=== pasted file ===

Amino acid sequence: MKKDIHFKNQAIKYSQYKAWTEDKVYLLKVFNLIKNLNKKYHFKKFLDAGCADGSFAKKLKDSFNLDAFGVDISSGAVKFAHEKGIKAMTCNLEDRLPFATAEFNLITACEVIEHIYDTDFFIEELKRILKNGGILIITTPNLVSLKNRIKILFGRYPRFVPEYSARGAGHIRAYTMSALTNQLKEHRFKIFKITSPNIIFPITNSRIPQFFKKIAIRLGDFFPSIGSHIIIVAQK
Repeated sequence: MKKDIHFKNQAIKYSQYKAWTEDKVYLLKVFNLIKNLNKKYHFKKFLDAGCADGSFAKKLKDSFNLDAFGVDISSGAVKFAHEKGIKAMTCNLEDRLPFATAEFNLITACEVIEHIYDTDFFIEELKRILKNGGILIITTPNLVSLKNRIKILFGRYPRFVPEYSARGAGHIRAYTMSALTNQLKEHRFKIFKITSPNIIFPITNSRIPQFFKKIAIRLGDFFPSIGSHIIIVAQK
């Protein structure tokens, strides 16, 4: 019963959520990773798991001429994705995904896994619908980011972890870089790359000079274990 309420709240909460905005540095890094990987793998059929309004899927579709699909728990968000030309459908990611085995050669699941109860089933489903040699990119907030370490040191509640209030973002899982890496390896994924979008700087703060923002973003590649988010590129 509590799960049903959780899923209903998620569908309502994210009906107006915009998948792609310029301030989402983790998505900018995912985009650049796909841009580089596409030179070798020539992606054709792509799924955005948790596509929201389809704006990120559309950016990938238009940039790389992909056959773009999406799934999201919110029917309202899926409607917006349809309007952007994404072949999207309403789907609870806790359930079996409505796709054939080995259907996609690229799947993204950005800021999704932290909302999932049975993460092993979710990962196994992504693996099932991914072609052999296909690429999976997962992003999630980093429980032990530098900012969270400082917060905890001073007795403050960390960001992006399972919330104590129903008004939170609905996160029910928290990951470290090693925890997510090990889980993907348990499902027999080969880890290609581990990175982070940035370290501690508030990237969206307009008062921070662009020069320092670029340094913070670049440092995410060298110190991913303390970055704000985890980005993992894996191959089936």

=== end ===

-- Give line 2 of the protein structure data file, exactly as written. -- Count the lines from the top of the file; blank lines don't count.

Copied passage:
Repeated sequence: MKKDIHFKNQAIKYSQYKAWTEDKVYLLKVFNLIKNLNKKYHFKKFLDAGCADGSFAKKLKDSFNLDAFGVDISSGAVKFAHEKGIKAMTCNLEDRLPFATAEFNLITACEVIEHIYDTDFFIEELKRILKNGGILIITTPNLVSLKNRIKILFGRYPRFVPEYSARGAGHIRAYTMSALTNQLKEHRFKIFKITSPNIIFPITNSRIPQFFKKIAIRLGDFFPSIGSHIIIVAQK